I’ve told you about how exercise helps with my schizoaffective anxiety, but what I haven’t shared is the fact that my schizoaffective anxiety can make exercise stressful. Here’s why.
This summer, I went to Door County once again with most of my immediate family, including my brother’s new baby. Of course, my schizoaffective disorder came along for the ride. I didn’t have a perfect trip, but I still managed to have a reasonably good time.
I was diagnosed as schizophrenic in 1999 after a psychotic episode at college. My first diagnosis of a serious mental illness markedly changed my sense of fashion, and the changes stuck even with a later reassessment that I was schizoaffective. I have a few ideas as to why.
My psychopharmacologist of the past 20 years is retiring, and my former psychotherapist moved out of state, so I had to find a new therapist to treat my schizoaffective disorder and a new practitioner to prescribe psychiatric medication for my schizoaffective disorder.
To celebrate my husband Tom’s birthday last week, we went to the Immersive Van Gogh Exhibit, Chicago, one of several venues of this virtual show. I was afraid my schizoaffective symptoms might get in the way of enjoying the exhibit or even be triggered by all the lighting and music. But the experience turned out to be so beautiful--it brought tears to my eyes. Here’s why.
Every summer, I go to the Renaissance fair. I’ve been going with various friends since I was 18, but since I met my husband Tom in 2007, we go together but don’t invite other people because of my schizoaffective anxiety. Even just hitting the "Ren Fair" with Tom can still make me anxious, and sometimes I even experience the schizoaffective symptom of hearing voices. Crowds do that for me. But that can happen anywhere, and I still like to go.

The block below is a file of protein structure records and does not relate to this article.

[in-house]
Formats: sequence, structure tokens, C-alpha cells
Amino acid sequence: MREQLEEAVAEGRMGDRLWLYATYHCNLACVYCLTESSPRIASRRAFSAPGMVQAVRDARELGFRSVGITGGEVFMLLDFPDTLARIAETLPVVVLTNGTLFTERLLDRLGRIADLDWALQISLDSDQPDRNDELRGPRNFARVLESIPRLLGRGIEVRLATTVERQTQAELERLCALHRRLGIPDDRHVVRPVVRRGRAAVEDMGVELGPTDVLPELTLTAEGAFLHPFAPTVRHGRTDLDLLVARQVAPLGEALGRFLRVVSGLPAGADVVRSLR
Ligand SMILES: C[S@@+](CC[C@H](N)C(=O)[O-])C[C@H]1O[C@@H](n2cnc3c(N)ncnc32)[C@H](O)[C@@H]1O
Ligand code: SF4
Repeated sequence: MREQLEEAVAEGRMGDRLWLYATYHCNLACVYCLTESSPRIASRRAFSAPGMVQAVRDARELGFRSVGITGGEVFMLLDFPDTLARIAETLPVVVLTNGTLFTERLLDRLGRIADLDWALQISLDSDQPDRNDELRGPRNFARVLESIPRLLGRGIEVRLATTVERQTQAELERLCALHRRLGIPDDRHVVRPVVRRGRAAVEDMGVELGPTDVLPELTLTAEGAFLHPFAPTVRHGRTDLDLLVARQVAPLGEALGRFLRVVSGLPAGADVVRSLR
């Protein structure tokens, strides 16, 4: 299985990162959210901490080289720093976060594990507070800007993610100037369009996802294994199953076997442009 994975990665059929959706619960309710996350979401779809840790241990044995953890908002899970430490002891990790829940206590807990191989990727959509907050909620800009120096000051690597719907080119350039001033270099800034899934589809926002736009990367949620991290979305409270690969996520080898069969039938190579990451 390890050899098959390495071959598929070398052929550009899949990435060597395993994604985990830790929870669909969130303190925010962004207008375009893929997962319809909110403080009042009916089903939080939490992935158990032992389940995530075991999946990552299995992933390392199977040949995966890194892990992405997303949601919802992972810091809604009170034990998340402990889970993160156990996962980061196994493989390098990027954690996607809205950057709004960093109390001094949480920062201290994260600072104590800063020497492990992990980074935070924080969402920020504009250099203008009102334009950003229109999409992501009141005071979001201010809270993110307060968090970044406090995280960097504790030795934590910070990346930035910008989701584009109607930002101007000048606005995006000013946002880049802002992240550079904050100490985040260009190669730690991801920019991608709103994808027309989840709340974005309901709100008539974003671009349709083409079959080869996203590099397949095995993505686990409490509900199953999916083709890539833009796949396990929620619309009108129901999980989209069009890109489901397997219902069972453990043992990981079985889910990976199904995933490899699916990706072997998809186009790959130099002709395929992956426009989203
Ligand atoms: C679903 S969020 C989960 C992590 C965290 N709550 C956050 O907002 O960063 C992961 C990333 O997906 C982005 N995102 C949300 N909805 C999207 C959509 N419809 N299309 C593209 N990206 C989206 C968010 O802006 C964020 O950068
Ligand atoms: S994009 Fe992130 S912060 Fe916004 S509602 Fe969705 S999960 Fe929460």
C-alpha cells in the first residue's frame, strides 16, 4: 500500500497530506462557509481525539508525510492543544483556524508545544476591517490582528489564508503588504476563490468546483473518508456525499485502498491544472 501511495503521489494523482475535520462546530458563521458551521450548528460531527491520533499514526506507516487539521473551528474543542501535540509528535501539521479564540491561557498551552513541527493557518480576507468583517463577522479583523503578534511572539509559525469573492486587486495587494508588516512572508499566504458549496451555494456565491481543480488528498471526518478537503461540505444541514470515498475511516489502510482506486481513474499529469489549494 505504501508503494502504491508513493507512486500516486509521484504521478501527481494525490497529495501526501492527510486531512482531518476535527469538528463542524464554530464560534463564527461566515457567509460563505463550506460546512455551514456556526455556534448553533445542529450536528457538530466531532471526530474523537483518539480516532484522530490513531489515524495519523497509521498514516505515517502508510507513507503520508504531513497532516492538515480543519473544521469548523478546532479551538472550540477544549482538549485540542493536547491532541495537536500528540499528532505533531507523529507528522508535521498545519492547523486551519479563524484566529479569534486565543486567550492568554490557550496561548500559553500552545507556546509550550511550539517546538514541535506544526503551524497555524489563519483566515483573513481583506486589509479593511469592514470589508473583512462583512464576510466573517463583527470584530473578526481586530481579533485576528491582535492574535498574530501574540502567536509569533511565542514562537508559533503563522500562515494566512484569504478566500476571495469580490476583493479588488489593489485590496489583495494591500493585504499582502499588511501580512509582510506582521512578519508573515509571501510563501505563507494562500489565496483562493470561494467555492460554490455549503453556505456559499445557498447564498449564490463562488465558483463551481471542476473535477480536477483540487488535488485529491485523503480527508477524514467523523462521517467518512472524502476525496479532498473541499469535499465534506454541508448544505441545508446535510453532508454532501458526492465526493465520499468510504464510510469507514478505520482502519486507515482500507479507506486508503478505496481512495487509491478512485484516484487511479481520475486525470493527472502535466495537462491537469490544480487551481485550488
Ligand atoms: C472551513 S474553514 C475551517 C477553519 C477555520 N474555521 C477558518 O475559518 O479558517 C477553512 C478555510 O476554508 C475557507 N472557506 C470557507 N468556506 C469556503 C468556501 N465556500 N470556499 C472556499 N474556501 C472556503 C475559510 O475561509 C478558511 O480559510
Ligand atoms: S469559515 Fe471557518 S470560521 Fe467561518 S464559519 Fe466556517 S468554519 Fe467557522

A blessing was recently bestowed upon my family--my brother, Billy, and his life partner, Sandy, had a baby girl, whom I adore. Even though they live in California and I live in Illinois, and even though I haven’t yet met Baby, watching videos of my niece has quickly become one of my coping skills for my schizoaffective anxiety.
For the past three months, I haven’t had insurance for my prescriptions or necessities such as blood work. During April and May, with no insurance even for doctors’ visits, including therapy, I experienced one of the most stressful periods I’ve ever lived through. Here’s what it was like.
My mom and I go north to Door County in Wisconsin together every spring for our mother-daughter weekend--just the two of us. We go back up with the rest of the family later in the summer. Last year, things were very restricted because of COVID-19. This year, we were vaccinated. Being vaccinated really helped with my schizoaffective anxiety, and it also made a big difference for our trip.
Walking has always been a way to help with my schizoaffective anxiety. That is, it was until the COVID-19 pandemic hit. Then walking became scary until I got vaccinated and became fully immunized. So really, my vaccine reduced my anxiety.